By Jay Stringer
Lost City is out now. Right the hell now. You see that? It's at 1.99 on Kindle in the UK and some kinda dollar thing in the US.
Go buy it.
Okay, so it's out. But why did I write it?
That's easy. I had a contract.
I'm kidding. But just once, wouldn't you love to see an author saying that? In all seriousness, Lost City is the end of something I started a long time ago. Once I new Old Gold was going to be a book, and not just a monstrously long short story, I decided to see how far I could push it.
I loved Lawrence Block's Matt Scudder series, and closer to home I was also impressed by what Ray Banks was doing with Cal Innes. These were characters in crime novels, but the world they inhabited bordered on ours. And I'm not talking in terms of street names and landmarks. The worlds that Scudder and Innes lived in had a cumulative effect on the people living in them. Scudder drank and became an alcoholic (or drank because he was an alcoholic) and we watched him drift out the edge of life and then pull himself back again, it by bit. Innes was a half-arsed PI who knew all about PI fiction. He also has a knack for getting beat up, blown up, or thrown from moving vans.
In many fictional worlds, these are things you can shrug off. But for Scudder and Innes, these were things that stayed with them, that wore at them and ate away at their health and sanity.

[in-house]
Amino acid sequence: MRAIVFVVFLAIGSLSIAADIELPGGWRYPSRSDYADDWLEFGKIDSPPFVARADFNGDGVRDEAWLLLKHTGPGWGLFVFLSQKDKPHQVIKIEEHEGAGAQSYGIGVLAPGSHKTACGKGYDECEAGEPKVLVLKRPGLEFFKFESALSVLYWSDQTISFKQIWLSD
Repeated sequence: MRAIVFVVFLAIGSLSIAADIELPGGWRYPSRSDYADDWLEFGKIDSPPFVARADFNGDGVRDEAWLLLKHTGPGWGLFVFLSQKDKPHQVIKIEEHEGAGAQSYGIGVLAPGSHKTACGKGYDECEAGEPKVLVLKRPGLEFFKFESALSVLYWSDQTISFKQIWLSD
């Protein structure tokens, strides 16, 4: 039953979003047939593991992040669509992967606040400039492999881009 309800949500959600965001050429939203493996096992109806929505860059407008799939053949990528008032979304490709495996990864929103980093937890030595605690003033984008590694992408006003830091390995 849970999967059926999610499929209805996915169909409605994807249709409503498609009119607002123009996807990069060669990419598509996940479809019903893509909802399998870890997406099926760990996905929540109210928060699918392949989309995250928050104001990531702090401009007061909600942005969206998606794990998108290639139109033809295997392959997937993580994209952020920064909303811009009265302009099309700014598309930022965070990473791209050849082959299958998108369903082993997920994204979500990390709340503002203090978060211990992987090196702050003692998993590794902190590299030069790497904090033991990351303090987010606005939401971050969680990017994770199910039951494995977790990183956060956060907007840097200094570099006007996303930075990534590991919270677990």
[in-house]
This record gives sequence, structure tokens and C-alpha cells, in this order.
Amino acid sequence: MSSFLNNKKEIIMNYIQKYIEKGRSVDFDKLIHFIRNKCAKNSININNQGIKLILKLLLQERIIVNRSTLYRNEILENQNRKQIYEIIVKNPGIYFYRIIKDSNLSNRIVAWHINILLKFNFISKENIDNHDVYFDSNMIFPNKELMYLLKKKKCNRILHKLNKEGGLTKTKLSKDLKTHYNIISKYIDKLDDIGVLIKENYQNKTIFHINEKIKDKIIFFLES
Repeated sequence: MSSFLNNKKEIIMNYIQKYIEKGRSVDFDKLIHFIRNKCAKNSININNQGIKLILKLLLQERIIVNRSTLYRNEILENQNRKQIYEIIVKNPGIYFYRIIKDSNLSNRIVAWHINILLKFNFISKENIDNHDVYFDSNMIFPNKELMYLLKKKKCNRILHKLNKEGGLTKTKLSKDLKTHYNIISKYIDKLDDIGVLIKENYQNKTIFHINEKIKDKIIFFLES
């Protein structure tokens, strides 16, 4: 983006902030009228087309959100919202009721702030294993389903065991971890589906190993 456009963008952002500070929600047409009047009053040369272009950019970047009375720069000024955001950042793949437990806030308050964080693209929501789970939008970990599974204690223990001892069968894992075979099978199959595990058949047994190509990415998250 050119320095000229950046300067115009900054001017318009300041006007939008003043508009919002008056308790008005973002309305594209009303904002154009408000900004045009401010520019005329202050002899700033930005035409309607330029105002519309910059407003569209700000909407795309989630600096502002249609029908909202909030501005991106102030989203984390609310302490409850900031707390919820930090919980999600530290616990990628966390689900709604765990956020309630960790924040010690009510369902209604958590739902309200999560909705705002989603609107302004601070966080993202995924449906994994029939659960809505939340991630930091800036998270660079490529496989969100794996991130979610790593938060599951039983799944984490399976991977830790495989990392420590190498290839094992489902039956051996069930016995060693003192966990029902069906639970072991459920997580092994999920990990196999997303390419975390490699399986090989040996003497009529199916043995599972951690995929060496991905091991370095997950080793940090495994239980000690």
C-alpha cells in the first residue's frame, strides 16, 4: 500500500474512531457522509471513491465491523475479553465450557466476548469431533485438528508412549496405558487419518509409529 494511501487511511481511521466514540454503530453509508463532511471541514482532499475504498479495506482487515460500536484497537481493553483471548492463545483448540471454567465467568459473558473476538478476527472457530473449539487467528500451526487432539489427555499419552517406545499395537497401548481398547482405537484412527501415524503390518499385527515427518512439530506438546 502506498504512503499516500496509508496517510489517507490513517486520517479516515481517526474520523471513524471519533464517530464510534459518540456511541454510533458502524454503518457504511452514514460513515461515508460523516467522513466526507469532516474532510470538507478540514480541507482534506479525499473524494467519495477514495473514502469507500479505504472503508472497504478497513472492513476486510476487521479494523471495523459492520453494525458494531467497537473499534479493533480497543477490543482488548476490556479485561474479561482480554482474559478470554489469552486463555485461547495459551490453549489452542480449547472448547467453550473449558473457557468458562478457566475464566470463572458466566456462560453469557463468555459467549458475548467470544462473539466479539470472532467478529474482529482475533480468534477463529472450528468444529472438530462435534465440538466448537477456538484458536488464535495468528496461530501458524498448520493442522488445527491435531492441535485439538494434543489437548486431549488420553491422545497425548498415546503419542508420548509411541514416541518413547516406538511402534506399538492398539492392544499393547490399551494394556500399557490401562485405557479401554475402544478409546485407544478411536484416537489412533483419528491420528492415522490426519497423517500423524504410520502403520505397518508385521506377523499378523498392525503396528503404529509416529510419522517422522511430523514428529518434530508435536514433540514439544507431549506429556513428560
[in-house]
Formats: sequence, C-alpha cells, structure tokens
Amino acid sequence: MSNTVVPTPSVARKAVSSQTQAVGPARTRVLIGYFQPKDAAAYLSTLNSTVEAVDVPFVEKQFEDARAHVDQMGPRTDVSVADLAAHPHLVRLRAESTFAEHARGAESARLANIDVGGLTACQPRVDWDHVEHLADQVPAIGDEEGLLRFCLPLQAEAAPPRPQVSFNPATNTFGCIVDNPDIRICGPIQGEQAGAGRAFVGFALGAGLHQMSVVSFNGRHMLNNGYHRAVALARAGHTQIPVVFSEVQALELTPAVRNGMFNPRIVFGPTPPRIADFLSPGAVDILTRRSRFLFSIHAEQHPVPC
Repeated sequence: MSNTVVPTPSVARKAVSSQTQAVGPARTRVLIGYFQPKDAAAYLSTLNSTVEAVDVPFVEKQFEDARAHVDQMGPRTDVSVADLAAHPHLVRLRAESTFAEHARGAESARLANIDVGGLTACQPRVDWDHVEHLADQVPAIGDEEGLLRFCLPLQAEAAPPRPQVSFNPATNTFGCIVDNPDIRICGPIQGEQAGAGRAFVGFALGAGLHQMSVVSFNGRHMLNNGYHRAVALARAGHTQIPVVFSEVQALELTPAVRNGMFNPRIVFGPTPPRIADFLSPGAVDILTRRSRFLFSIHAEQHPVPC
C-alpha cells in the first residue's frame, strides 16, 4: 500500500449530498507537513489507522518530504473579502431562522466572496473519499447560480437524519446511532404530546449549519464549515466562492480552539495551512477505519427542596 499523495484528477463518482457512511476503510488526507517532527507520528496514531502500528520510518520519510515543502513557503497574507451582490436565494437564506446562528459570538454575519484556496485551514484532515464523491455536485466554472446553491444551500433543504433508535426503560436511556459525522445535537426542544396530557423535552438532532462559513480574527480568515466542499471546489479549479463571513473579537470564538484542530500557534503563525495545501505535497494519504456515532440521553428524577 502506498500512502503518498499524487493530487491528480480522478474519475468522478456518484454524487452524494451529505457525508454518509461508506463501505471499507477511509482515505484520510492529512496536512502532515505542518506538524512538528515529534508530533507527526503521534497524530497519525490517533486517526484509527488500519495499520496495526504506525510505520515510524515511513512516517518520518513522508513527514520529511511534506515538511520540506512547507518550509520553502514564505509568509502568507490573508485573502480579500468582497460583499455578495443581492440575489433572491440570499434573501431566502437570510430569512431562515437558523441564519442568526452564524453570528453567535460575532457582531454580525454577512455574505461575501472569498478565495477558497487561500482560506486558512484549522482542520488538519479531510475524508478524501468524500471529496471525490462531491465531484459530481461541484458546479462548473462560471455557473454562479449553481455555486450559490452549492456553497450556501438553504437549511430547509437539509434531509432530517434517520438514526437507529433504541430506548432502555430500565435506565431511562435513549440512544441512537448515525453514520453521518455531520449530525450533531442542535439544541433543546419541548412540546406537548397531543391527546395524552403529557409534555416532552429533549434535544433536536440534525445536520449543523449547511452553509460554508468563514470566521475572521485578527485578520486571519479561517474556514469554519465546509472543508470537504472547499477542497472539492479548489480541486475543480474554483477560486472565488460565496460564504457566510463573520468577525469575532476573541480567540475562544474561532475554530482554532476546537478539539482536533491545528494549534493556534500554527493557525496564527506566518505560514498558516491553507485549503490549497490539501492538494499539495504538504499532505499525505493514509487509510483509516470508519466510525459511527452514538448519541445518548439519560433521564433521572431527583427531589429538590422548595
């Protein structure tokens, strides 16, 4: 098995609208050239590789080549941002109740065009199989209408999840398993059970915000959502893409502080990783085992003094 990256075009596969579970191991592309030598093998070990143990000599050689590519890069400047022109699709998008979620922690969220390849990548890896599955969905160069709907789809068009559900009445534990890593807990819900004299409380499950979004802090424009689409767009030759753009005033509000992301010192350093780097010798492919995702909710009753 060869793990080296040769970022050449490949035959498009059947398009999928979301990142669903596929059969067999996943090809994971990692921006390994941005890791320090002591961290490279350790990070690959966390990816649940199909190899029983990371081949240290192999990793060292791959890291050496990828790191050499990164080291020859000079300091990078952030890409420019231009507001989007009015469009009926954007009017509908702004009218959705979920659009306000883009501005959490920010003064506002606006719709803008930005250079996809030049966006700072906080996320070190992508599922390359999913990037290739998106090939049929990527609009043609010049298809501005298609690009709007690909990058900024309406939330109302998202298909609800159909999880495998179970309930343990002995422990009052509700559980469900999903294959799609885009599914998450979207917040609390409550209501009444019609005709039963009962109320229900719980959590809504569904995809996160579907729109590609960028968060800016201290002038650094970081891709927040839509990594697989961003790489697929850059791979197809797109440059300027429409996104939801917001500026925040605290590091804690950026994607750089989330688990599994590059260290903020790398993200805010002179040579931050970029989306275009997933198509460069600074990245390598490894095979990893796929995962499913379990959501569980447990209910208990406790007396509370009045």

So once I knew that Eoin Miller wasn't going to die at the end of Old Gold (no spoiler tags needed, surely, it's a trilogy) I decided to go all out. Miller was going to have a story with a beginning, a middle and an end.
I'm an atheist, and so I'll usually say I don't believe in the existence of the 'soul.' But I'm also a writer, which means some part of me must believe in some kind of soul, because I spend so much time searching it. Not in any real sense, but in that way that we all return to the blank page each time to try and find that thing. And I wondered, how lost could I make Miller? How far could I get him from his home, his family and his heart, and then -the real trick, like the final turn of a magic act- could I bring him back?
How lost do you have to be, before you can no longer find your way back? And can crime fiction be the venue for telling a comeback story, or would I have to pull the rug out from under him at the end and have him die, or worse?
I spent a trilogy trying to figure that out.
What was the answer?
There's really only one way for you to find out.